Press: Susan Rice would be ready to step in as POTUS

Picking a vice presidential running mate? Sound easy, but it’s not. In fact, Joe BidenJoe BidenThe Hill's Campaign Report: Runoff elections in Texas, Alabama set for Tuesday Biden campaign slams White House attacks on Fauci as 'disgusting' Biden lets Trump be Trump MORE today faces one of the toughest tasks of all because so many elements must factor into his decision.

For Biden, having vowed to choose a woman, the questions are: Are there any skeletons in her closet we don’t know about? Could she help deliver a key swing state? Is she a good campaigner who will excite the Democratic base and inspire people to vote? Does she appeal to independent voters? Is she someone Biden feels comfortable with? And, most importantly, does she have the kind of experience that leaves no doubt that, if anything happened to Biden, she could step into the position of president?

On that latter test, nobody has better credentials than former national security advisor Susan Rice – and this at a time when we’ve never had a greater need for leaders who understand what the federal government’s role is and how to use the combined might of agencies of government to serve the public.

ADVERTISEMENT

Which is not to say Biden doesn’t have other strong candidates. Indeed, Biden’s lucky he has such an outstanding field to choose from. In a sense, he can’t go wrong. In addition to Rice, those we know he’s considering include three U.S. senators with presidential campaign experience: Kamala HarrisKamala Devi HarrisHillicon Valley: Facebook considers political ad ban | Senators raise concerns over civil rights audit | Amazon reverses on telling workers to delete TikTok Senators raise concerns over Facebook's civil rights audit Biden's marijuana plan is out of step with public opinion MORE (Calif.), Elizabeth WarrenElizabeth WarrenIn politics, as in baseball, it ain't over till it's over Trump defends Roger Stone move: He was target of 'Witch Hunt' Democrats blast Trump for commuting Roger Stone: 'The most corrupt president in history' MORE (Mass.), and Amy KlobucharAmy KlobucharThe Hill's Coronavirus Report: Fauci says focus should be on pausing reopenings rather than reverting to shutdowns; WHO director pleads for international unity in pandemic response State election officials warn budget cuts could lead to November chaos Biden strikes populist tone in blistering rebuke of Trump, Wall Street MORE (Minn.); another senator who’s a former state attorney general, Nevada’s Catherine Cortez-Masto; two governors with executive experience: Michigan’s Gretchen Whitmer and New Mexico’s Michelle Lujan GrishamMichelle Lynn Lujan GrishamThe Hill's Morning Report - Presented by Argentum - All eyes on Florida as daily COVID-19 cases hit 15K Governors urge Pence to promote mask-wearing Warren top choice for VP for some Black progressives MORE; a former police chief, now member of Congress from Florida, Val DemingsValdez (Val) Venita DemingsSusan Rice sees stock rise in Biden VP race Liberal veterans group urges Biden to name Duckworth VP Democrats seize on Florida pandemic response ahead of general election MORE; and two local leaders: Stacey Abrams, former minority leader of the Georgia House of Representatives; and Keisha Lance Bottoms, mayor of Atlanta.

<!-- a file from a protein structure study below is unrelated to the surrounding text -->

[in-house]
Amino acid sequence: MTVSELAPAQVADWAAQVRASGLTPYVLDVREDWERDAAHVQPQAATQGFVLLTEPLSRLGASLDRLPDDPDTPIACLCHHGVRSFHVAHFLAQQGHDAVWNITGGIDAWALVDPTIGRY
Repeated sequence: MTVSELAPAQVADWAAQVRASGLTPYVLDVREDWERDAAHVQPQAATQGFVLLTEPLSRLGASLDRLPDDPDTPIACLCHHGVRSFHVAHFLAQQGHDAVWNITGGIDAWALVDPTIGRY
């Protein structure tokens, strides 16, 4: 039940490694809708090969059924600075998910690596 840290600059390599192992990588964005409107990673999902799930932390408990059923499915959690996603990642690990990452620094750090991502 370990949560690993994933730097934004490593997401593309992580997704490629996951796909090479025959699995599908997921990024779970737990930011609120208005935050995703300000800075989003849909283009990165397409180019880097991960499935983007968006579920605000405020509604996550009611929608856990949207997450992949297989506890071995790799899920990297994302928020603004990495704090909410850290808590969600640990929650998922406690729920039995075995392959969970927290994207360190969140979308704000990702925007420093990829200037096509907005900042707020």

Each one of them brings certain advantages to the table. Any one of them would be a good and historic pick. But none of them can match the executive and diplomatic experience of Susan Rice. She’s spent the last three decades dealing with complex policy issues, working with Congress, negotiating with foreign leaders, and carrying out the wishes of a president. She knows how government and diplomacy work. She knows how to get stuff done.

Rice’s entire life and career, in fact, has been dedicated to public service. She first served in the Clinton administration as director for International Organizations and Peacekeeping and director for African Affairs in the National Security Office and, later, unanimously confirmed by the Senate, as Assistant Secretary of State for African Affairs. As part of her portfolio, she helped prepare America’s response to the crises in Somalia and Rwanda. After successfully dealing with the Ebola crisis, she also established, at the NSC, the Directorate for Global Health Security and Biodefense – which Trump dismantled in 2018.

In January 2009, appointed by President Obama and, again, unanimously confirmed by the U.S. Senate, Rice took over as U.S. ambassador to the United Nations, helping shape American foreign policy in North Korea, Iran, the Middle East, Sudan, Libya and other hot spots. Four years later, Rice was back in the White House, this time as national security advisor, playing a major role in the Iran nuclear deal, the Paris climate accords and improved relations with Cuba.

Susan Rice also has an incredible personal story to tell. Descended from Jamaican immigrants on her mother’s side of the family and slaves from South Carolina on her father’s side, she embodies the American dream. Inspired by her parents to overcome the inherent challenges of being both a young woman and African-American, she graduated from Stanford, was named a Rhodes Scholar at Oxford, the only African-American in a class of 500 at New College, Oxford, and went on to become one of the most powerful women on the world stage. Hers is a story that will inspire young voters of all races, but particularly energize the African-American community, whose enthusiastic, all-out support is essential to a Biden victory.

Coming out of the worst public health crisis and the worst economic crisis this country has ever faced, Biden will face an incredible challenge in getting America back on track. He needs somebody alongside of him who can hit the ground running. He could find no better teammate than Susan Rice.

Press is host of “The Bill Press Pod.” He is author of “From the Left: A Life in the Crossfire.”